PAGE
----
“What doesn’t cause you to divorce doing DIY projects, just gives you great stories to laugh about for years after.” – reader, Jordan Van Moorleghem

You’ll get a chuckle out of these 36 almost unbelievable electrical and plumbing goofs.

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Illustration of nails and paint canFamily Handyman

Caution: Remodeling Can be Hazardous to Your Marriage

  1. One divorce lawyer says he’s seen more divorces over remodeling projects than from extramarital affairs.
  2. On a scale of 1 to 10, family therapists rate remodeling projects at about a 6 in terms of stress on a relationship.
  3. Paint color is one of the greatest sources of DIY disagreements for couples.

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Forgetting to Ask Questions

The single most important element of a smooth-running remodel project is communication, and that means asking questions and maintaining an openness to honest answers. If you’re not sure about the best course of action, pull out that phone and call a more experienced friend, or hop over to a site like Family Handyman, where you’ll find all the resources you need to make an informed decision.

As a DIYer, it can be tempting to try to work through a problem on your own, even when you don’t have a clear game plan. This may be the sign of a great work ethic, but it’s not always the smartest decision. Sometimes it’s in your best interest to stop for a moment and ask yourself questions like, “Is it really a good idea to remove that load bearing wall?

20 / 31
sketchShutterstock/Andy Dean Photography

Not Taking Pictures: They’re Worth a Thousand Words

There’s a reason why architects use blueprints instead of essays to communicate building plans. Depending on the complexity of your remodel you might employ anything from sketches to stamped engineer drawings, but the use is always the same: to provide an agreed-upon goal for the project.

Blueprints and sketches aren’t the only visual aides available to you. A collection of inspirational images (often called a “look book”) can establish a definitive goal for the finished project. This is much like the way cook books sometimes contain step-by-step instructions along with a photo of the finished dish. Look at the way this article combines build plans with inspirational photos to make it easy to work with an end goal in mind.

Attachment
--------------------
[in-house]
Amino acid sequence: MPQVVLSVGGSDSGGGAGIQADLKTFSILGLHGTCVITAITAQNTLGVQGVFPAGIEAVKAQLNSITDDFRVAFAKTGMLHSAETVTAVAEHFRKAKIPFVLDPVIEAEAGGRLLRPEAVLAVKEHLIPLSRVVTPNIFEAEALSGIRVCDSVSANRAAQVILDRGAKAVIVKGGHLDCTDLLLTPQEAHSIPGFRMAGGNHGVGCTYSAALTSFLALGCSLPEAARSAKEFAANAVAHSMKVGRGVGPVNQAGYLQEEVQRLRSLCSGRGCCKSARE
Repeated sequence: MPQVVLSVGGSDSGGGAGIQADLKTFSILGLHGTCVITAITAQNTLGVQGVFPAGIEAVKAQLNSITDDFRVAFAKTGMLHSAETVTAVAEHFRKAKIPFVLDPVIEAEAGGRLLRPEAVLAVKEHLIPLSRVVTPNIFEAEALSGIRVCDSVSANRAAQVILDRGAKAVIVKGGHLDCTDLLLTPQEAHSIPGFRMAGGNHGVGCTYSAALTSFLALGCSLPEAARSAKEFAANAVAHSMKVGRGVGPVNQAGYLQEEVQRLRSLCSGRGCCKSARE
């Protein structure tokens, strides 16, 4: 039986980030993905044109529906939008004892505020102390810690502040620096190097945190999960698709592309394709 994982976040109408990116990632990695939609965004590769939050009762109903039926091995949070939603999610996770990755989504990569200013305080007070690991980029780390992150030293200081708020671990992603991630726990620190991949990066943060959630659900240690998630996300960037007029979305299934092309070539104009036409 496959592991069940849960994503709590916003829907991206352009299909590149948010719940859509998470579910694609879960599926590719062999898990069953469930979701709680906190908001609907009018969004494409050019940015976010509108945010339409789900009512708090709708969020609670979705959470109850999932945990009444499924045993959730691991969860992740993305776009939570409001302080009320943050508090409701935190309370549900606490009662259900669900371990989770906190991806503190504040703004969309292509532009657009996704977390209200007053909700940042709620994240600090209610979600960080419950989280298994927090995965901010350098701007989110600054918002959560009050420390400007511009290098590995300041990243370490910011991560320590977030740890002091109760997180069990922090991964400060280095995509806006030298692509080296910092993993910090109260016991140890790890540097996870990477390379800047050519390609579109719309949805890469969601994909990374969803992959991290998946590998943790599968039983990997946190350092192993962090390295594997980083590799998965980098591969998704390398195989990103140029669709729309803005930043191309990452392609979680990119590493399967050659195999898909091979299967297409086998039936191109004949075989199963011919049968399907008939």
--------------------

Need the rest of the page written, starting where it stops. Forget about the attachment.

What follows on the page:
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vaseShutterstock/design56

Not Removing the Breakables

Before beginning work, identify what objects are vulnerable to the shocks and vibrations of the construction process. Most people think to remove obviously delicate items from the work area, but also stop to consider if there are any other objects that should be protected. If you’re installing siding, for example, remove any wall hangings from the interior side of the walls being worked on. The chances of hammer vibrations shaking them loose may be low, but that’s small relief when looking at a family heirloom lying broken on the floor.

If you’re working on an indoor remodel, consider moving furniture well out the way of both the work to be done and the path through which any materials and debris will be carried. When you do, be sure to take your time and move any furniture safely.

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Not Being Honest with Yourself

Just as you need to stop and ask questions as a reality check, protect your sanity by honestly assessing your skills and comfort requirements before tackling a large remodel. Can you really live in a construction zone? Even if you have experience in construction, or thrive in the chaos and mess that comes along with a big project, that doesn’t mean you’ll enjoy going to bed with drywall dust covering your sheets.

Another area that is important to honestly asses is your skill level. No matter how experienced you are, chances are good that a remodel will push you to new level of DIY expertise. Everyone has a learning curve, it’s important to know where you stand on that curve before starting a new project. Pushing yourself is wonderful, but setting yourself up for failure is a nightmare. Analyze a project before you dive in and assess which tasks are best for yourself or others. Some jobs are complex or dangerous enough that they should always be entrusted to pros when you’re just starting out.

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constructionShutterstock/welcomia

Not Preparing for the Worst

When it comes to the DIY lifestyle, it’s important to be ready for the unexpected. No matter how thorough your plans are, sooner or later something will go wrong. While you can never know what obstacles will rear their ugly head, it is at least possible to make sure that your response is appropriate and efficient.

If you’re working on plumbing, for example, make sure you know where the water shut-off is before you start work. You’ll also want to invest in emergency leak repair items such as clamps or Shark Bite caps. Sometimes a little bit of preparation will allow you to remedy a setback before it can grow into a full-blown disaster. This Family Handyman article covers quick responses to emergencies ranging from animal invasions to plumbing disasters and kitchen fires.